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no future advancement to look to, or if they
have, it is so distant as to be nearly hopeless.
I am quite certain that we have a vast deal of
the best military material in the world if we
only knew how to use it properly; and I am
convinced that we never shall make the most
of our means, until we have introduced a
general system of promotion from the ranks.
Go into any large provincial townalmost into
any family of the upper or lower middle classes
and see the number of young men wasting
their time and substance and hopes, while
"waiting for commissions." Why should not
these youths prove the stuff they are made
of, and take their chance through the barrack-
room? Talk of competitive examinations! I
know of no examination in the world which will
show so completely what a young fellow is made
of as two or three years' service in the ranks.
Nor need such training unfit a youth for other
employment. If he finds he does not like the
service, and leaves it, he will take none the less
kindly to some other profession for which he
may be more suited. I believe that the English
army never had at its head two officers more
thoroughly willing and anxious to try all things
military, and hold fast that which is good, than
the Duke of Cambridge, the commander-in-chief,
and Sir Hugh Rose, who commands in India.
Surely between them something might be done
to improve the social standing of our service,
and to induce young men of respectable families
to enter the ranks? As a matter of economy
alone, such a scheme would recommend itself,
for there can be little doubt that the ever
drinking, always being punished, worthless
scoundrels, of whom we have but too many in
every corps, are most expensive and utterly
useless articles. Until the idea of respectable
young men enlisting as private soldiers became
familiar to the public, the experiment could be
most favourably tried in India. Sons of the
middle classes, who might wish to try the
roughings of a soldier's life, would rather do
so in the East, where they would have comparatively
little chance of meeting former acquaintances,
than at home, where they would see
these at every turn. It is for this reason that
I would advocate the experiment being first
tried in India, and there could not be a more
favourable time than now, when the Indian army
is about to be reorganised.

In manyI will say in mostrespects, the
Spahis do not come up to the standard of
excellence of Jacob's, Christie's, Fane's, Skinner's,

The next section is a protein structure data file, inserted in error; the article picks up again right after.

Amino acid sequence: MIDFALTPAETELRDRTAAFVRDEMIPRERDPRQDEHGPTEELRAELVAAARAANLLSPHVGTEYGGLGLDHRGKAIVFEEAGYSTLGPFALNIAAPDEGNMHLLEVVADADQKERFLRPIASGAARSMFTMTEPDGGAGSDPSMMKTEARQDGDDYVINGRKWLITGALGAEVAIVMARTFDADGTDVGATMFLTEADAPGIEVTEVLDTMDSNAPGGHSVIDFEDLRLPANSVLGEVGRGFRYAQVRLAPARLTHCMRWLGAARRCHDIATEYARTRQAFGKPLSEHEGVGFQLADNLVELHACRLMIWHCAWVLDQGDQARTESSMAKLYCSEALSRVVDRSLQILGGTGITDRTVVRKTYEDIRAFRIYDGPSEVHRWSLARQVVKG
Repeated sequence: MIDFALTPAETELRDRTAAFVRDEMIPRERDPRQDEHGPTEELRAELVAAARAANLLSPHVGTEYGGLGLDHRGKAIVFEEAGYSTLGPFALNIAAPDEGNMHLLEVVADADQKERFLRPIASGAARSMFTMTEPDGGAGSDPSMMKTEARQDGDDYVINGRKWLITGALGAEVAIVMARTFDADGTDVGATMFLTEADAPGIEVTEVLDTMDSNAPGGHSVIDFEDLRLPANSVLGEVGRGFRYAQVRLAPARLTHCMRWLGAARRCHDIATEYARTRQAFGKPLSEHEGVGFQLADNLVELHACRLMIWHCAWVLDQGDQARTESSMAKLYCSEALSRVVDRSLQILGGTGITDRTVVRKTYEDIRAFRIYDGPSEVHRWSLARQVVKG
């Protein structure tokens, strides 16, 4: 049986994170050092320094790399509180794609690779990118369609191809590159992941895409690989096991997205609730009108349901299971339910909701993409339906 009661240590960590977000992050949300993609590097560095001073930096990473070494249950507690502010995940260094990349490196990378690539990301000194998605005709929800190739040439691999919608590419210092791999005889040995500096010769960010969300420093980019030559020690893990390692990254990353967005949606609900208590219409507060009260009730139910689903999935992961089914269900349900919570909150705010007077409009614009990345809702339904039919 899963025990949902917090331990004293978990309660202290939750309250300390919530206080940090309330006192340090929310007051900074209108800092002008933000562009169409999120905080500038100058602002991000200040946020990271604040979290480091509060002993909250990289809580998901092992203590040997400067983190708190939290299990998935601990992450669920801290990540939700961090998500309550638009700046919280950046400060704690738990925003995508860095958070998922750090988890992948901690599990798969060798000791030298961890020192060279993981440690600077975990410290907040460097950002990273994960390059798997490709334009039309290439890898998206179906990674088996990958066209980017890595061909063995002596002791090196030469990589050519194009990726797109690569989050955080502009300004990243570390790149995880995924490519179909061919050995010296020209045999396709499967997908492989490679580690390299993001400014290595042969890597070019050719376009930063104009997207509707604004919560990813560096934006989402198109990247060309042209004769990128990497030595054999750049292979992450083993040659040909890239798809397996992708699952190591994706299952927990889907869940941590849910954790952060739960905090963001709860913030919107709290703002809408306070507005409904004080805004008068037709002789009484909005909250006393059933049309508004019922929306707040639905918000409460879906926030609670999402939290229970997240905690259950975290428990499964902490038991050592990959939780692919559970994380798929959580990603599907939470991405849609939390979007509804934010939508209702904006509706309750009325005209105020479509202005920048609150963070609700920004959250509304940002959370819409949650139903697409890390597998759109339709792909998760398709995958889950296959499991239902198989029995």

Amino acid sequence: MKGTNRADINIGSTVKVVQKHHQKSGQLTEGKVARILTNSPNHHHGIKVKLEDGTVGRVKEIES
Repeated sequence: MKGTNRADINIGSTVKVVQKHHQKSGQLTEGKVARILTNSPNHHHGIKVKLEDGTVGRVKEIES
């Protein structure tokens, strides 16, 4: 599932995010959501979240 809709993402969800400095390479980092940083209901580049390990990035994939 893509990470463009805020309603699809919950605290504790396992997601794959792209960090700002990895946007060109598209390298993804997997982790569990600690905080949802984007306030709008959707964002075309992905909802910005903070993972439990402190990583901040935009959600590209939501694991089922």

or a dozen other regiments of irregular Indian
cavalry I could name. Still, they are good
soldiers, andwhat is a vast thing with Orientals
a very contented body of men. The French
seem to manage their native troops with great
judgment and success. Recent as is the formation
of their Algerian colony, and young as are
these corps of Spahis when compared with our
Hindostanee corps, the Algerians are very much
more Europeanised than our Indian regiments.
The menor most of themgo through their
forms of Moslem worship, and profess to be
strict followers of the Prophet; but they have
none of that exclusive fanatical fierceness which
distinguishes our Moslem irregulars in India
when off duty, which raises up an impenetrable
barrier between the English commander and
those whom he commands, and which bore
terrible fruit during the mutiny of 1857. The
reason I believe to be, first, that the Spahis
have many more officers than our irregular
corps; secondly, that in every squadron there
are a certain mixture of Frenchmenabout a
fourth, I believe, amongst the privates, and
nearly half the sergeants; and thirdlyalso
chieflythat the native troopers may, and do,
rise to the rank of second captain: a third of
the officers belonging to and below this grade
being Algerians, and taking their turn of duty,
according to seniority, with their French
comrades. In our Indian army a native soldier
may rise to the rank of subadar; but however
senior he may be in the service, the English
ensign of yesterday commands him; nay, I have
seen the European sergeant-major of a Bengal
native infantry regiment, commanding a parade
at which seven or eight old grey-headed subadars
(native captains) were present. How can
we ever expect these soldiers to respect
themselves, when we are ever reminding them that
they are of an inferior race? The French
manage their native troopers better. The French
officers, non-commissioned officers, and men, who
are put into the Spahis corps, are selected
especially for that duty. They get much better pay,
and quicker promotion than in other regiments;
and, except when ordered on foreign service,
they are very little moved about. In each of
the three Algerian provinces, there is a corps
of Spahis; each regiment consists of eight
squadrons; each squadron, of two hundred
men and horses. The trooperseach of which,
as in our Indian irregulars, owns the horse he
ridesof each corps belong to the province in
which the regiment is stationed: so, except
to move beyond sea on foreign service, they are
never far from their families. I have more than
once seen in Syria, small detachments of French
Hussars, French Chasseurs d'Afrique, and Algerian
Spahis, out together: each having an officer
of its own corps; but it has so happened that an
Algerian officer was the senior, and he,
consequently, took command of the whole. Of the
wisdom of this system I have not the slightest


STRANGE, how the merest trifles will sometimes
call up, in the most vivid colours, a train
of recollections we had fancied were so laid
away in the lumber-room we all have in some
back recess of our brains, that they have lost
all distinct form and reality!

To-night, a sound in the street at midnight, a
cry, perhaps from some houseless wanderer,
wakened in terror from her shivering, shelterless
slumbers, thrilled through my very soul
with the startled agony of fear such a sound

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